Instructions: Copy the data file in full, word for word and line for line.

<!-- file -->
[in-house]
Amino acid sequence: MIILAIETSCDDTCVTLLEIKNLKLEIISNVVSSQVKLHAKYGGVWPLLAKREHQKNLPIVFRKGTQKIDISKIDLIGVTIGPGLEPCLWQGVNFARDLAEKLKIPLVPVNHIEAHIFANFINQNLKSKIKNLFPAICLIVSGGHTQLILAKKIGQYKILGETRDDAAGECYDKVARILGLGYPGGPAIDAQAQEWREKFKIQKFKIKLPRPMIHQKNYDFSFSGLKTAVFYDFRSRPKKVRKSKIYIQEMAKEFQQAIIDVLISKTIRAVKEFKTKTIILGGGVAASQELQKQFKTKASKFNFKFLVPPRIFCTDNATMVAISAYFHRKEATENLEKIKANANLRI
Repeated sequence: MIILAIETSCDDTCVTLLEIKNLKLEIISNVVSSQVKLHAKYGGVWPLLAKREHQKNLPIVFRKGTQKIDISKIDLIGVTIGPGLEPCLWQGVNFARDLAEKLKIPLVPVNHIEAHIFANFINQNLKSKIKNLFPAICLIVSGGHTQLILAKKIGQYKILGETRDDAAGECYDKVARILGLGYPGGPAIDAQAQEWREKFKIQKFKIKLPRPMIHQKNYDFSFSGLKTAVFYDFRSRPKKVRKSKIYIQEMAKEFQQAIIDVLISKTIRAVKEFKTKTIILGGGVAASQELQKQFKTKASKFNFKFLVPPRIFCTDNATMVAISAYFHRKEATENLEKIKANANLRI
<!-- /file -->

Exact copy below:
[in-house]
Amino acid sequence: MIILAIETSCDDTCVTLLEIKNLKLEIISNVVSSQVKLHAKYGGVWPLLAKREHQKNLPIVFRKGTQKIDISKIDLIGVTIGPGLEPCLWQGVNFARDLAEKLKIPLVPVNHIEAHIFANFINQNLKSKIKNLFPAICLIVSGGHTQLILAKKIGQYKILGETRDDAAGECYDKVARILGLGYPGGPAIDAQAQEWREKFKIQKFKIKLPRPMIHQKNYDFSFSGLKTAVFYDFRSRPKKVRKSKIYIQEMAKEFQQAIIDVLISKTIRAVKEFKTKTIILGGGVAASQELQKQFKTKASKFNFKFLVPPRIFCTDNATMVAISAYFHRKEATENLEKIKANANLRI
Repeated sequence: MIILAIETSCDDTCVTLLEIKNLKLEIISNVVSSQVKLHAKYGGVWPLLAKREHQKNLPIVFRKGTQKIDISKIDLIGVTIGPGLEPCLWQGVNFARDLAEKLKIPLVPVNHIEAHIFANFINQNLKSKIKNLFPAICLIVSGGHTQLILAKKIGQYKILGETRDDAAGECYDKVARILGLGYPGGPAIDAQAQEWREKFKIQKFKIKLPRPMIHQKNYDFSFSGLKTAVFYDFRSRPKKVRKSKIYIQEMAKEFQQAIIDVLISKTIRAVKEFKTKTIILGGGVAASQELQKQFKTKASKFNFKFLVPPRIFCTDNATMVAISAYFHRKEATENLEKIKANANLRI